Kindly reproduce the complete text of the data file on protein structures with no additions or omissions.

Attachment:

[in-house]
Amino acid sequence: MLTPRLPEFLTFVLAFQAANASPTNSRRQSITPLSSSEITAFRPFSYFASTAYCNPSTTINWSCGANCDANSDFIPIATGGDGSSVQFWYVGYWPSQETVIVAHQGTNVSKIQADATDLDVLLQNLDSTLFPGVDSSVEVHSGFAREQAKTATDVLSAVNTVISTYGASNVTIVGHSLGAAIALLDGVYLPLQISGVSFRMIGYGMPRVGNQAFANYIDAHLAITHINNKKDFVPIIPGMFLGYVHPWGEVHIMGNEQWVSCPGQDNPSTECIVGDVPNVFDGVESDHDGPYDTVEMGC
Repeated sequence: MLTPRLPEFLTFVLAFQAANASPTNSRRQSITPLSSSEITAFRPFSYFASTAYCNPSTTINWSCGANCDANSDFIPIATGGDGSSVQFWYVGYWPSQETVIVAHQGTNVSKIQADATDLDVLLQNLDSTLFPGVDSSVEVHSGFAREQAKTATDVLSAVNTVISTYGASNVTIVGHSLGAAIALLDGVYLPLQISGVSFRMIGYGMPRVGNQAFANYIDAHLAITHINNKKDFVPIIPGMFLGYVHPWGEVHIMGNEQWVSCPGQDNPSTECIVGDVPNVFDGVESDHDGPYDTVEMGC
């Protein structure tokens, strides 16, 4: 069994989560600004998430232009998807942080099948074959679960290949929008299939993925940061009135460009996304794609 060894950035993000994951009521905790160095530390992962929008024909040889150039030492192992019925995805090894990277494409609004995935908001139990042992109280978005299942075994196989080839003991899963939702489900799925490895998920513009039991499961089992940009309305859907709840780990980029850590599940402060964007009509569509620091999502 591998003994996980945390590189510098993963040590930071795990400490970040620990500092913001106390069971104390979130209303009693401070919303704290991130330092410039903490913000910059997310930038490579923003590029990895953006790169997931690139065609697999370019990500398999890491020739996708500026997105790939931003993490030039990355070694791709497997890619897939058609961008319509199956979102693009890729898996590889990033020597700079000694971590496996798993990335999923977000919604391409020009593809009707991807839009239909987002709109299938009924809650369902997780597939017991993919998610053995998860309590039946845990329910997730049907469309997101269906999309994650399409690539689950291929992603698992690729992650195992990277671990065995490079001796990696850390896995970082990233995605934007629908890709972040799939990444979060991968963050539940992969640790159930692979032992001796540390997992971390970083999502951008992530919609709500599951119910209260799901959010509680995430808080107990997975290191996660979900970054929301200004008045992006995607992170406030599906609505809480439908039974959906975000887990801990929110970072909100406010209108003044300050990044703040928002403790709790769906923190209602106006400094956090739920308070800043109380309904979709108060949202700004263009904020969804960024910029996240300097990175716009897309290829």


[in-house]
Amino acid sequence: MLTPRLPEFLTFVLAFQAANASPTNSRRQSITPLSSSEITAFRPFSYFASTAYCNPSTTINWSCGANCDANSDFIPIATGGDGSSVQFWYVGYWPSQETVIVAHQGTNVSKIQADATDLDVLLQNLDSTLFPGVDSSVEVHSGFAREQAKTATDVLSAVNTVISTYGASNVTIVGHSLGAAIALLDGVYLPLQISGVSFRMIGYGMPRVGNQAFANYIDAHLAITHINNKKDFVPIIPGMFLGYVHPWGEVHIMGNEQWVSCPGQDNPSTECIVGDVPNVFDGVESDHDGPYDTVEMGC
Repeated sequence: MLTPRLPEFLTFVLAFQAANASPTNSRRQSITPLSSSEITAFRPFSYFASTAYCNPSTTINWSCGANCDANSDFIPIATGGDGSSVQFWYVGYWPSQETVIVAHQGTNVSKIQADATDLDVLLQNLDSTLFPGVDSSVEVHSGFAREQAKTATDVLSAVNTVISTYGASNVTIVGHSLGAAIALLDGVYLPLQISGVSFRMIGYGMPRVGNQAFANYIDAHLAITHINNKKDFVPIIPGMFLGYVHPWGEVHIMGNEQWVSCPGQDNPSTECIVGDVPNVFDGVESDHDGPYDTVEMGC
């Protein structure tokens, strides 16, 4: 069994989560600004998430232009998807942080099948074959679960290949929008299939993925940061009135460009996304794609 060894950035993000994951009521905790160095530390992962929008024909040889150039030492192992019925995805090894990277494409609004995935908001139990042992109280978005299942075994196989080839003991899963939702489900799925490895998920513009039991499961089992940009309305859907709840780990980029850590599940402060964007009509569509620091999502 591998003994996980945390590189510098993963040590930071795990400490970040620990500092913001106390069971104390979130209303009693401070919303704290991130330092410039903490913000910059997310930038490579923003590029990895953006790169997931690139065609697999370019990500398999890491020739996708500026997105790939931003993490030039990355070694791709497997890619897939058609961008319509199956979102693009890729898996590889990033020597700079000694971590496996798993990335999923977000919604391409020009593809009707991807839009239909987002709109299938009924809650369902997780597939017991993919998610053995998860309590039946845990329910997730049907469309997101269906999309994650399409690539689950291929992603698992690729992650195992990277671990065995490079001796990696850390896995970082990233995605934007629908890709972040799939990444979060991968963050539940992969640790159930692979032992001796540390997992971390970083999502951008992530919609709500599951119910209260799901959010509680995430808080107990997975290191996660979900970054929301200004008045992006995607992170406030599906609505809480439908039974959906975000887990801990929110970072909100406010209108003044300050990044703040928002403790709790769906923190209602106006400094956090739920308070800043109380309904979709108060949202700004263009904020969804960024910029996240300097990175716009897309290829």